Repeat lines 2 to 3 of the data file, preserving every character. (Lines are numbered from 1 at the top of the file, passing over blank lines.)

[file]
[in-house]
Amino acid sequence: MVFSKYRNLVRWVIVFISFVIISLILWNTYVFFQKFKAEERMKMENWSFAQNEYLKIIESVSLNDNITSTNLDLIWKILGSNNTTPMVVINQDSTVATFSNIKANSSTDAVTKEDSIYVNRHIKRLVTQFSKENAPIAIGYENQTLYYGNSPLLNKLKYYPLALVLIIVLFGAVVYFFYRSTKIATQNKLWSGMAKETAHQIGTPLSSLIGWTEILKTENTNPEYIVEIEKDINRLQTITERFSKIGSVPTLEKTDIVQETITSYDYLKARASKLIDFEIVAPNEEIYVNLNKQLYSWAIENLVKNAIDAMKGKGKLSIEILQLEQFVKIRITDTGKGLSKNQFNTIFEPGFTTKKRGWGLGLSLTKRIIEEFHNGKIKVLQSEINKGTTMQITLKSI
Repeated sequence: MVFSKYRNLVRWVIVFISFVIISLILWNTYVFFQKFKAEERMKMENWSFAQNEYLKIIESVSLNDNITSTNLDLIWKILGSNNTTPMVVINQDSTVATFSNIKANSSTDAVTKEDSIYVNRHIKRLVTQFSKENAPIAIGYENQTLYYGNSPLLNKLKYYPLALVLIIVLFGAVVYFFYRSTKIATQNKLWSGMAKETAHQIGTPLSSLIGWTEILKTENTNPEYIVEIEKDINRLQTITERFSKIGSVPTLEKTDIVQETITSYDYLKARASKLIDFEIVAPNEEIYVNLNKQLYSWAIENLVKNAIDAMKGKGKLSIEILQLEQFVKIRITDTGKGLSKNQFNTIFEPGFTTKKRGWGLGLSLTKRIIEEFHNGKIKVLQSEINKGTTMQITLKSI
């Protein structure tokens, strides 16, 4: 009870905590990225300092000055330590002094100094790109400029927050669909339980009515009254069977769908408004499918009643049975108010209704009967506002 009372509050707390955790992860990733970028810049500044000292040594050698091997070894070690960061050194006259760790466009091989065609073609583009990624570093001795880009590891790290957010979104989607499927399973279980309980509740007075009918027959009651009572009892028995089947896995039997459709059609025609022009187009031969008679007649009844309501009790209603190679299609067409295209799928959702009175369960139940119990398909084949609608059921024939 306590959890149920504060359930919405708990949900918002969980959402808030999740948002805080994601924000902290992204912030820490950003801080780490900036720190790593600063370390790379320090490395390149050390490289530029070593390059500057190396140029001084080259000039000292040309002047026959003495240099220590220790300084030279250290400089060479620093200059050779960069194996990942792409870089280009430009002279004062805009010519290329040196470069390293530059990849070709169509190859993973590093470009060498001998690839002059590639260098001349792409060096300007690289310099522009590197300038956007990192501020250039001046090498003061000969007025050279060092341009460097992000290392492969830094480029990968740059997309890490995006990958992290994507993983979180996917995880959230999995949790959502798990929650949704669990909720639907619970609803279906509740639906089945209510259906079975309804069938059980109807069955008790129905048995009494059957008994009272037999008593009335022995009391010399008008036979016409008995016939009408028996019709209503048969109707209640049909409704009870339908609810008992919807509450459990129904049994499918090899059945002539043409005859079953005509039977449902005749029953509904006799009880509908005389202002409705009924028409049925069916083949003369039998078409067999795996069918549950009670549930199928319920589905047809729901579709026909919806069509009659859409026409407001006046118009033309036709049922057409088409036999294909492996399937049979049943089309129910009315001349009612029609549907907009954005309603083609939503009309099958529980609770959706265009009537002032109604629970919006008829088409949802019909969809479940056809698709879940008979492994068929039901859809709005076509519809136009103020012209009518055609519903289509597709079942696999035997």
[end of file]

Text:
Amino acid sequence: MVFSKYRNLVRWVIVFISFVIISLILWNTYVFFQKFKAEERMKMENWSFAQNEYLKIIESVSLNDNITSTNLDLIWKILGSNNTTPMVVINQDSTVATFSNIKANSSTDAVTKEDSIYVNRHIKRLVTQFSKENAPIAIGYENQTLYYGNSPLLNKLKYYPLALVLIIVLFGAVVYFFYRSTKIATQNKLWSGMAKETAHQIGTPLSSLIGWTEILKTENTNPEYIVEIEKDINRLQTITERFSKIGSVPTLEKTDIVQETITSYDYLKARASKLIDFEIVAPNEEIYVNLNKQLYSWAIENLVKNAIDAMKGKGKLSIEILQLEQFVKIRITDTGKGLSKNQFNTIFEPGFTTKKRGWGLGLSLTKRIIEEFHNGKIKVLQSEINKGTTMQITLKSI
Repeated sequence: MVFSKYRNLVRWVIVFISFVIISLILWNTYVFFQKFKAEERMKMENWSFAQNEYLKIIESVSLNDNITSTNLDLIWKILGSNNTTPMVVINQDSTVATFSNIKANSSTDAVTKEDSIYVNRHIKRLVTQFSKENAPIAIGYENQTLYYGNSPLLNKLKYYPLALVLIIVLFGAVVYFFYRSTKIATQNKLWSGMAKETAHQIGTPLSSLIGWTEILKTENTNPEYIVEIEKDINRLQTITERFSKIGSVPTLEKTDIVQETITSYDYLKARASKLIDFEIVAPNEEIYVNLNKQLYSWAIENLVKNAIDAMKGKGKLSIEILQLEQFVKIRITDTGKGLSKNQFNTIFEPGFTTKKRGWGLGLSLTKRIIEEFHNGKIKVLQSEINKGTTMQITLKSI